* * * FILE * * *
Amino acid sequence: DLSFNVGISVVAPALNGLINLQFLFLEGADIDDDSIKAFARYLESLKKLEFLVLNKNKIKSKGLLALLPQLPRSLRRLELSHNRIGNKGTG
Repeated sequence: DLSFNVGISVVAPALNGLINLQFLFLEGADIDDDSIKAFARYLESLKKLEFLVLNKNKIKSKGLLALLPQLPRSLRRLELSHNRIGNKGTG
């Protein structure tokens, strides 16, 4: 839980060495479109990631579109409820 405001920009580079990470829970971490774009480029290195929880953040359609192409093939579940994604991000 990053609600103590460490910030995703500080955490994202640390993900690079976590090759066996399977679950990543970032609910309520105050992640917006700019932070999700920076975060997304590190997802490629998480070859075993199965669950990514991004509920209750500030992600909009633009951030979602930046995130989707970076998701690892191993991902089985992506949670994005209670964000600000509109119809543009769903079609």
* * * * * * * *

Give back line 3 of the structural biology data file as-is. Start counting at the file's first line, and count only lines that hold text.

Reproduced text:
């Protein structure tokens, strides 16, 4: 839980060495479109990631579109409820 405001920009580079990470829970971490774009480029290195929880953040359609192409093939579940994604991000 990053609600103590460490910030995703500080955490994202640390993900690079976590090759066996399977679950990543970032609910309520105050992640917006700019932070999700920076975060997304590190997802490629998480070859075993199965669950990514991004509920209750500030992600909009633009951030979602930046995130989707970076998701690892191993991902089985992506949670994005209670964000600000509109119809543009769903079609």